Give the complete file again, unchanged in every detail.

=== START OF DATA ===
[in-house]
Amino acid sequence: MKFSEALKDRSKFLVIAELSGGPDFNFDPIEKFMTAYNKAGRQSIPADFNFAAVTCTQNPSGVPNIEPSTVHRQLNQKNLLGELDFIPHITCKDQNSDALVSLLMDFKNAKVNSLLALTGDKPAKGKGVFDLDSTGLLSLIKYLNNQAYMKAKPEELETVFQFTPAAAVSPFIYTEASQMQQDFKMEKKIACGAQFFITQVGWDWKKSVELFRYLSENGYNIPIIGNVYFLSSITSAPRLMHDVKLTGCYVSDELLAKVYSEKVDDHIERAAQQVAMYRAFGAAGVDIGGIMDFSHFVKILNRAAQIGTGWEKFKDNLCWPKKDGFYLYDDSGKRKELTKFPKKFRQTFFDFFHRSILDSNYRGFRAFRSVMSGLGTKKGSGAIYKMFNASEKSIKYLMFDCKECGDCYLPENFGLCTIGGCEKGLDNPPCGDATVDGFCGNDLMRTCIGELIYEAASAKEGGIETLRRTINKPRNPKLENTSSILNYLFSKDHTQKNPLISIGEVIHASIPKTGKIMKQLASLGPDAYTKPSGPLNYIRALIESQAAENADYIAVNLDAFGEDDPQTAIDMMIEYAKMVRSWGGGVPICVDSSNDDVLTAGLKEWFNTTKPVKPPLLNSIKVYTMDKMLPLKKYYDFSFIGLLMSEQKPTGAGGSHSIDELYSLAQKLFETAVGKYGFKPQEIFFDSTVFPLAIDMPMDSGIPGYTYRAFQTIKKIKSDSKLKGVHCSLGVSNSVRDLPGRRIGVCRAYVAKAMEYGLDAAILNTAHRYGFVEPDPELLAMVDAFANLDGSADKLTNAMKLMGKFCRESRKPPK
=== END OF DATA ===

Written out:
[in-house]
Amino acid sequence: MKFSEALKDRSKFLVIAELSGGPDFNFDPIEKFMTAYNKAGRQSIPADFNFAAVTCTQNPSGVPNIEPSTVHRQLNQKNLLGELDFIPHITCKDQNSDALVSLLMDFKNAKVNSLLALTGDKPAKGKGVFDLDSTGLLSLIKYLNNQAYMKAKPEELETVFQFTPAAAVSPFIYTEASQMQQDFKMEKKIACGAQFFITQVGWDWKKSVELFRYLSENGYNIPIIGNVYFLSSITSAPRLMHDVKLTGCYVSDELLAKVYSEKVDDHIERAAQQVAMYRAFGAAGVDIGGIMDFSHFVKILNRAAQIGTGWEKFKDNLCWPKKDGFYLYDDSGKRKELTKFPKKFRQTFFDFFHRSILDSNYRGFRAFRSVMSGLGTKKGSGAIYKMFNASEKSIKYLMFDCKECGDCYLPENFGLCTIGGCEKGLDNPPCGDATVDGFCGNDLMRTCIGELIYEAASAKEGGIETLRRTINKPRNPKLENTSSILNYLFSKDHTQKNPLISIGEVIHASIPKTGKIMKQLASLGPDAYTKPSGPLNYIRALIESQAAENADYIAVNLDAFGEDDPQTAIDMMIEYAKMVRSWGGGVPICVDSSNDDVLTAGLKEWFNTTKPVKPPLLNSIKVYTMDKMLPLKKYYDFSFIGLLMSEQKPTGAGGSHSIDELYSLAQKLFETAVGKYGFKPQEIFFDSTVFPLAIDMPMDSGIPGYTYRAFQTIKKIKSDSKLKGVHCSLGVSNSVRDLPGRRIGVCRAYVAKAMEYGLDAAILNTAHRYGFVEPDPELLAMVDAFANLDGSADKLTNAMKLMGKFCRESRKPPK